Dear American Muslims and others feeling unsettled by the possibility of no longer being safe in your own country:
There is no delicate way to say what I am about to say, so I am just going to say two things that have been running through my mind since Tuesday night.
- I am so sorry for what you are all going through. My heart is with you.
- You now understand, in a way more visceral than any Jew of my generation, the reason for the creation of a Jewish homeland – which, although originally posited for anywhere available, ended up as the State of Israel in the Middle East.
Regarding the current state of Israel, its prime minister, its issues around settlements and all the other complications and messy realities of statecraft and daily life, please set it aside for purposes of this discussion. Not because those aren’t valid topics for conversation – they absolutely are – but because it’s not the issue I’m addressing here.
In 70 CE, the Romans dispersed most (not all, but pretty much all but the equivalent of a tiny rural village’s worth) of the country’s Jews. From then until 1948, we were an itinerant crew, depending on the hospitality and governmental vagaries of the countries to which we managed to hie ourselves.
It’s not a happy history. There’s a joke that so many Jewish kids played violin because you could pick one up and run when you got kicked out of whatever country you were living in. Jews got really good at languages, because they had to learn so many. When we were allowed to live in a place, we were often made to keep to a restricted part of town, and wear visible clothing that marked us as different. (Note: It was a thing WAY before Nazi Germany.)
My lifetime has been a period of what is best described as a golden age for Jews. I live in a country where, for the most part, we’ve been pretty welcome. (Exceptions exist, but again, not the issue I’m addressing here.)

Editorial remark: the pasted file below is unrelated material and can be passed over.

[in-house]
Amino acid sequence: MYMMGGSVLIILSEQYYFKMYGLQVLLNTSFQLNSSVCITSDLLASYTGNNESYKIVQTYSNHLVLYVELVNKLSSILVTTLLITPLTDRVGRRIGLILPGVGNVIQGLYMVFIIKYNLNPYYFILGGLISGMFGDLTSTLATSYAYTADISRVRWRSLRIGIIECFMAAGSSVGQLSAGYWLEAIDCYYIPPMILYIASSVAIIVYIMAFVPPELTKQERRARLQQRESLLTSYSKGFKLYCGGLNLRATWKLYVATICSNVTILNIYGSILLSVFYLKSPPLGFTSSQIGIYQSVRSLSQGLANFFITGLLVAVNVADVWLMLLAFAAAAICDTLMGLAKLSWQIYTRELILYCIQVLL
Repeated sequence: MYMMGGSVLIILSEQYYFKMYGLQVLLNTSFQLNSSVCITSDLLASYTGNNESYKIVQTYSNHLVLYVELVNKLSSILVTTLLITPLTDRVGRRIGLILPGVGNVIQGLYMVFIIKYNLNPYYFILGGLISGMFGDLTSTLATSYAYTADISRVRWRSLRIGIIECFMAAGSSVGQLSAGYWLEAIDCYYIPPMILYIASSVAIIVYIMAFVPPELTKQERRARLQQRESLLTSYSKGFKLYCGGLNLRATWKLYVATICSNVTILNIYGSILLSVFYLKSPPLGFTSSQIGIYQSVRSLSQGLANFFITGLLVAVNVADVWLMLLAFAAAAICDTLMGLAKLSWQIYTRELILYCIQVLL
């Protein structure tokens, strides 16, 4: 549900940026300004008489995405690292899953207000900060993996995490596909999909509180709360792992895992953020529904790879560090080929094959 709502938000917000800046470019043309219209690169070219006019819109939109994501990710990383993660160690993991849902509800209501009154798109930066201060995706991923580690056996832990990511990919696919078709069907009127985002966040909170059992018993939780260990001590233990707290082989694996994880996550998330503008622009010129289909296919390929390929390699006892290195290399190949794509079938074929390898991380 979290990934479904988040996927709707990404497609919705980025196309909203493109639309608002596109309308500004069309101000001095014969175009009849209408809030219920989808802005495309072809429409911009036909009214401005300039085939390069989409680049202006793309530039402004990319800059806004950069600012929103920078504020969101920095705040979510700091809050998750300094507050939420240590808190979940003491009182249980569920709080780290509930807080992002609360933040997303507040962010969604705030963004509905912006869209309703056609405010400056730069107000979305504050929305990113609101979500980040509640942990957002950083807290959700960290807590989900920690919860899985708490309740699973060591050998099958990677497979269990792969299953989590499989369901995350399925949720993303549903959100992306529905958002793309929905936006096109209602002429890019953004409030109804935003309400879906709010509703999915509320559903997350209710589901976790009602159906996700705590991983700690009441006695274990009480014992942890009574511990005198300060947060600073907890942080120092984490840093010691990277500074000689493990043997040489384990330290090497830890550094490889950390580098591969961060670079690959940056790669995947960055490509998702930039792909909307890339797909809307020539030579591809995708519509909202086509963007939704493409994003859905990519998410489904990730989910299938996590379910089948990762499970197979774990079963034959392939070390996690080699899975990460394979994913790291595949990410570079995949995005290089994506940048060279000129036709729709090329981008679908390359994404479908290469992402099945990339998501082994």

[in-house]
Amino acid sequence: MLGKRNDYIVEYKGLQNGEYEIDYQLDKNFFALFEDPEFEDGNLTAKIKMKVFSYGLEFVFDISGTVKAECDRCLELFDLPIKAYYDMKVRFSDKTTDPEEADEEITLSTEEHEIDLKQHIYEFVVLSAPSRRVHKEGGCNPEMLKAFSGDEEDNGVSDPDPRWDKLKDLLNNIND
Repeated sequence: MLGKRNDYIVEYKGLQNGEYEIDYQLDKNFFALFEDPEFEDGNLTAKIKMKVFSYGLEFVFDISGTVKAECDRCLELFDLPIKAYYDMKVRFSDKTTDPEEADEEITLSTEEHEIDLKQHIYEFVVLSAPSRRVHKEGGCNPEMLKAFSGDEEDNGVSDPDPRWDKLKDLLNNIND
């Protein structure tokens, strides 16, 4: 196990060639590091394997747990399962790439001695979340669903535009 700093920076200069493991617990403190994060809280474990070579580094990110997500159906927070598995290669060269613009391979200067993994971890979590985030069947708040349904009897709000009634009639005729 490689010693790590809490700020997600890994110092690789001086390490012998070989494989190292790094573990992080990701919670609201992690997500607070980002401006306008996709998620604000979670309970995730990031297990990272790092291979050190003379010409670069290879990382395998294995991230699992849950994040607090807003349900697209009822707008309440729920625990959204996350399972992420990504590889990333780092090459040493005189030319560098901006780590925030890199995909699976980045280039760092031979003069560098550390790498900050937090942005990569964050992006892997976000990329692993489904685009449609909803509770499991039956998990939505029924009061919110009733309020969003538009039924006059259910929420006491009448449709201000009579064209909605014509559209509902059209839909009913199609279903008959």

Some of that is due to what happened in 1948, when the Jews got what no generation for more than 1,000 years had had – a place of our own, a country of refuge in which we would never be “other.” A country where national holidays would be our holidays, our shared culture and religious observance would be the norm and not the exception, where we could raise our babies and care for our elders without having to explain what “kosher” entails. Most of all, it was a country where we never wondered when a mob would burn our neighborhood, round us up and run us out of town, arrest and/or kill us.
Everything else aside, it’s a terrible thing to feel unsettled in your own home, whether that means the space on the furniture-filled side of your front door or the space beyond it, the public space.
I live in the United States because my grandparents fled Russia and Ukraine. I don’t want my country to be a place where those of us who are different are made to feel “less than.”
That said, I’m not gonna lie. Knowing what – and that – my forebears sacrificed to try and create a place that would take me and mine in without question gives me a sense of place and security.
It requires something else too. Because of my history, I have an obligation to do as much to ensure the physical, emotional and moral safety of those around me. Whatever happens over the next four years, for better or worse, I’ve got your backs. We’re in this together.